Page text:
14. The power in this and - maybe - the bitterness, are breathtaking. This would be a great poem to leave about in strategic places, like Government buildings.....

  15. Not so much "bitter", Viv, I think as disappointed. Such promise but we couldn't surmount the pitfalls to fulfill the ideals. In other words, against our hopes to be super, we were simply human.

  16. Right up to the line 'And did we succeed?' this all seemed so energetic, so hopeful, so young and hopeful. Then the last few stanzas have a downward beat to them, and with the repetition, it feels like they are being dragged down by inertia - the 'we we we' chant sounds almost like 'me me me', contrasting the two.

  17. Very powerful! an assertation that rings irony in some ways yet springs hope too

  18. I remember Woodstock and the Flower children. Those were emotional days of growing up! Fantastic take and wonderful word craft, Gay! Thanks for sharing!


  19. Gay, this is rich and powerful...very meaningful in today's world. I think you captured so much in your words.."we were the ones"..
    the ones that tried to change the world and make it a better place seeking peace.,if only peace could be attained...

  20. What an expressive write and you covered a lot of decades here!
    Everlasting lack of peace! Too bad for us all.

  21. This is a stunning summary of hope, hubris, humanity. I lived it, too, and was right there with you.

  22. Gay - this is just stunning. So well written. Well done!

  23. A very powerful admittance .. what came really out of the great dreams... love the repetitions and alliterations that just make the piece stronger... I we ever do a live version of dVerse pub... this should be performed live

  24. excellent piece. such strong imagery and voice, Gay. Your repetition is mighty effective, and your visual and audible examples are clear. I am convinced Peace is the final outcome.

  25. Hey gay, I am sorry I am on iPhone and the typing difficult at times. This piece has a Whitmanesque feel that is very strong in its passionate declarations and rhetorical flourishes. I say that in the best of ways. I am not sure the boomers have actually been so bad! Far from perfect and very wasteful and despoiling of the landscape. Which is huge. But the level of conflict does not seem to me to be nearly as huge as the world wars. One cannot speak too soon (ugh), but so far... Also though racism and sexism are still terrible, they seem to me to be really quite a bit better than in the fifties, at least in the states. All that said, it is a strong and passionate poem. Thanks much. K.

  26. K. I believe it's better, too - think Forrest Gump - as I said to Viv, I think it's just that we didn't hit the marks we set for ourselves, and it didn't come soon enough. Certainly the laws are not on the books, the Jim Crow era is pretty much gone, and most people won't admit to their prejudices even if they're deeply buried in us all. I don't think I meant it as an indictment of our generation, but more like a bluesy admission that the mountain was higher, and the path steeper than we believed; and like Sisyphus we seem to be eternally pushing back the ball filled with the weight of all that could crush us as a society. Thanks so much for reading and for the comment, K and everyone!!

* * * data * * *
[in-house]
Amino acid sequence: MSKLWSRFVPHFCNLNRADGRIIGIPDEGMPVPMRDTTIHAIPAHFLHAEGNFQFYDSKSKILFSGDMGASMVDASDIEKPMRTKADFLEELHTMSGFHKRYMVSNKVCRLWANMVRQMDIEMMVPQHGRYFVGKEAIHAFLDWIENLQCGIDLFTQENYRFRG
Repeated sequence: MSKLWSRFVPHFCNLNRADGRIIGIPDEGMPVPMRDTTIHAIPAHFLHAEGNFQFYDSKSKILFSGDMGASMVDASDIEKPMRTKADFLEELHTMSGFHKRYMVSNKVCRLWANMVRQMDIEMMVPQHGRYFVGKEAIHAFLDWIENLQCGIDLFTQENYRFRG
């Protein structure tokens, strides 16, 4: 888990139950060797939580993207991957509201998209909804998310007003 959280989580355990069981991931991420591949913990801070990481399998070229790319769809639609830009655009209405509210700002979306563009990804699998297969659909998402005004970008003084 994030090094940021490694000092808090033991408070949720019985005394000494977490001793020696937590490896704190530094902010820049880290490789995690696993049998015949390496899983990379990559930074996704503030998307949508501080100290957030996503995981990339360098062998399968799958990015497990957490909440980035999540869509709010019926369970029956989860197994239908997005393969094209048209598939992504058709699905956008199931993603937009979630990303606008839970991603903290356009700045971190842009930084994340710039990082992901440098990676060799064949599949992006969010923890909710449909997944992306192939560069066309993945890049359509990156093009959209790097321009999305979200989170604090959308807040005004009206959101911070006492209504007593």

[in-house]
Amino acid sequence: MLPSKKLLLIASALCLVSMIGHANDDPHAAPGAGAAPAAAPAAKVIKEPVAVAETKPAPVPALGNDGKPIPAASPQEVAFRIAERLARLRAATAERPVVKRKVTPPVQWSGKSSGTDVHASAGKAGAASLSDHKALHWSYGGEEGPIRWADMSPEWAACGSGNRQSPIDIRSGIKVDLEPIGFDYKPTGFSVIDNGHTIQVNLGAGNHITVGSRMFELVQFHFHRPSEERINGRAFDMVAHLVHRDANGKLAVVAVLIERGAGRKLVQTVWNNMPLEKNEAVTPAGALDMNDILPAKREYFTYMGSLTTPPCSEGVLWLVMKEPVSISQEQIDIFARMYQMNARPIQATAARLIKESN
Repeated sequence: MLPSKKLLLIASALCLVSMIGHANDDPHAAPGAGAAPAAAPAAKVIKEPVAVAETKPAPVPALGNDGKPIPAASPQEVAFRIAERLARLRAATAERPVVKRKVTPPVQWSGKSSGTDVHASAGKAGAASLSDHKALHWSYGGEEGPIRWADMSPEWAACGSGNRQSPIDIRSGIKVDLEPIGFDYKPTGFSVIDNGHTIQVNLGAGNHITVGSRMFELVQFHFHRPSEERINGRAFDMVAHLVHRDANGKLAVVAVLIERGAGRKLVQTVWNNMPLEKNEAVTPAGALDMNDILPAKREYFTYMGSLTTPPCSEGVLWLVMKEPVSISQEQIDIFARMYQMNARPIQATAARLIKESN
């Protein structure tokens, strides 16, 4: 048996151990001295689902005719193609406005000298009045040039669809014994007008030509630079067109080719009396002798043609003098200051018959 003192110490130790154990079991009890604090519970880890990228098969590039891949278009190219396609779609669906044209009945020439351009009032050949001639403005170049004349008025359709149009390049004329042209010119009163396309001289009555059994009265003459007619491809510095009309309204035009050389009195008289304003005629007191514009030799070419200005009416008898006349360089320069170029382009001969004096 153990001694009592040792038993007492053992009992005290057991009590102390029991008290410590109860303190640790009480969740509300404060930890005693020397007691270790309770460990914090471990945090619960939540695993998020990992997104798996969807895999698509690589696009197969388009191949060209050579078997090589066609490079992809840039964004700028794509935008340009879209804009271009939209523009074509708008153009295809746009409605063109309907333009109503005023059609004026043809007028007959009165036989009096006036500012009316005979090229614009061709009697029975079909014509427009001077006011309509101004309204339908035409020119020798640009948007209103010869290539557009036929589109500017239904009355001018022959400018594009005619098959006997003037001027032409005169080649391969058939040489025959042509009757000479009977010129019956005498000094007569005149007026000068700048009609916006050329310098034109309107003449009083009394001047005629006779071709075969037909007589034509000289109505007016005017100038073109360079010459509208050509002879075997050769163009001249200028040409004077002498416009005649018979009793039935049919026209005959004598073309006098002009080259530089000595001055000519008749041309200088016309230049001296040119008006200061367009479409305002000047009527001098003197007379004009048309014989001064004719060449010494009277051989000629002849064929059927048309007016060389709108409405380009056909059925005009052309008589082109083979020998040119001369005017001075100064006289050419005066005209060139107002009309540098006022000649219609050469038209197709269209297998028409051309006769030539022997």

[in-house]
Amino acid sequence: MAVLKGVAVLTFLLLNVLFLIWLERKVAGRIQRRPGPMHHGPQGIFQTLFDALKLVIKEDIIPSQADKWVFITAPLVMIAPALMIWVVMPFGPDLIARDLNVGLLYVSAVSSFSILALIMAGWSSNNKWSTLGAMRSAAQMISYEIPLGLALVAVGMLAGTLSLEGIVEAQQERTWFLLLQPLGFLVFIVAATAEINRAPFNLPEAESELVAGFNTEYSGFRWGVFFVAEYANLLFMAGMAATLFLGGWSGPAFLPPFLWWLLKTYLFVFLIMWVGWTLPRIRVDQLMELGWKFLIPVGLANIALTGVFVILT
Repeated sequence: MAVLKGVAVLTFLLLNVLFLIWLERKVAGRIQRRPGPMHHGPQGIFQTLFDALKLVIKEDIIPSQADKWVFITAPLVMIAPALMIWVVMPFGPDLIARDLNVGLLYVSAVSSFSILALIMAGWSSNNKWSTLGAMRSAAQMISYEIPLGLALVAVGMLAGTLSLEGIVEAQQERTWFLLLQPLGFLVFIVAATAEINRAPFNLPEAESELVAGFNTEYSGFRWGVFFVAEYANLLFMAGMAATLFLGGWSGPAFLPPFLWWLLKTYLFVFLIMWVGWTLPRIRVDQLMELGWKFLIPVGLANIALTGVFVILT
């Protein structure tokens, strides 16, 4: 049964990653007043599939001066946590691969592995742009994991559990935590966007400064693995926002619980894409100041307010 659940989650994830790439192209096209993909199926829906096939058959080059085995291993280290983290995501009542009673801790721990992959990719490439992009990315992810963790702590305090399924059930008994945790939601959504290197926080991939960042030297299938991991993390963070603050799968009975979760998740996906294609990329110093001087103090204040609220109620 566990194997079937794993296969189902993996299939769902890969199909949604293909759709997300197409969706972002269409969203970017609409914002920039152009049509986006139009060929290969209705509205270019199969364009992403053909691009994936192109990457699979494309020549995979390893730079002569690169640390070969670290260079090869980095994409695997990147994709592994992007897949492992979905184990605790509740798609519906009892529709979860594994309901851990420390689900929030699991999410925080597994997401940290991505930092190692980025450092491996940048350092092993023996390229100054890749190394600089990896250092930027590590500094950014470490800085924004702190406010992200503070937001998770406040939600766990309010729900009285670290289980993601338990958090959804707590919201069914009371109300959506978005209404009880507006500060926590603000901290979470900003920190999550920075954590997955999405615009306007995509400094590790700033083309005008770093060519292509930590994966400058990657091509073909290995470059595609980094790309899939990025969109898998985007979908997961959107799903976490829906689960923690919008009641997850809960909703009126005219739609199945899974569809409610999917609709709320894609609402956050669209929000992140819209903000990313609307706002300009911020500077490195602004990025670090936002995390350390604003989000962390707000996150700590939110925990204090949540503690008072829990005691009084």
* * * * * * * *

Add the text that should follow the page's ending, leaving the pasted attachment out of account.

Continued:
27. This is great. The hopes and expectations of the parents - are they ever fulfilled, I wonder?

  28. Gay you wrapped me up with this one brilliant

  29. I do not see this poem as being about death, but more about the yearning in the space between ideals and their fading. I came along (maybe) 5 years later than you, but I remember all of these references and the wrench of having to make new choices in case the world wasn't ending. This poem is glorious, almost a tribute. I agree with Brian. I would like to be present when you read it!

  30. Gay, so masterful..... Lovely. I will tell you this: Every time I am about at an event where my nation's National Anthem is played and I find myself gazing at my nation's flag, invariably and quite noticibly I begin weeping, sometimes uncontrollably. It is something I have never controlled. I'm guessing that most people who see me in that state might think that I am somehow emotionally challenged. Maybe I am, I don't know. But every line, and every stanza in this poem you posted here puts the complete verbalization to that unspeakable emotion that causes me to behave that way.... Thank you. Thank you for recognizing those who came before us and gave us the opportunity to make the changes..... And thank you for believing that we can indeed make those changes.....

  31. This took me back Gay (sorry for my late response) the essence and the structure made it a very enjoyable read - thank you

  32. Gay, this really is an epic poem, I think. It covers so much territory....and so well. I don't know where to start in commenting again today, as I see I commented on this poem in the past. I enjoyed reread. The last stanza leaves me breathless, as I think about that continual wish for peace.

  33. this was meticulously crafted and exquistly laid out. A beautiful unique writing. /You should be proud. >KB

  34. oh heck gay... this is one powerful the beat...all the images...the pledge for peace and friendship...

  35. I liked how you made the period real once again here Gay. I enjoyed how the repetition of "we were the ones" gives rhythm to your poem.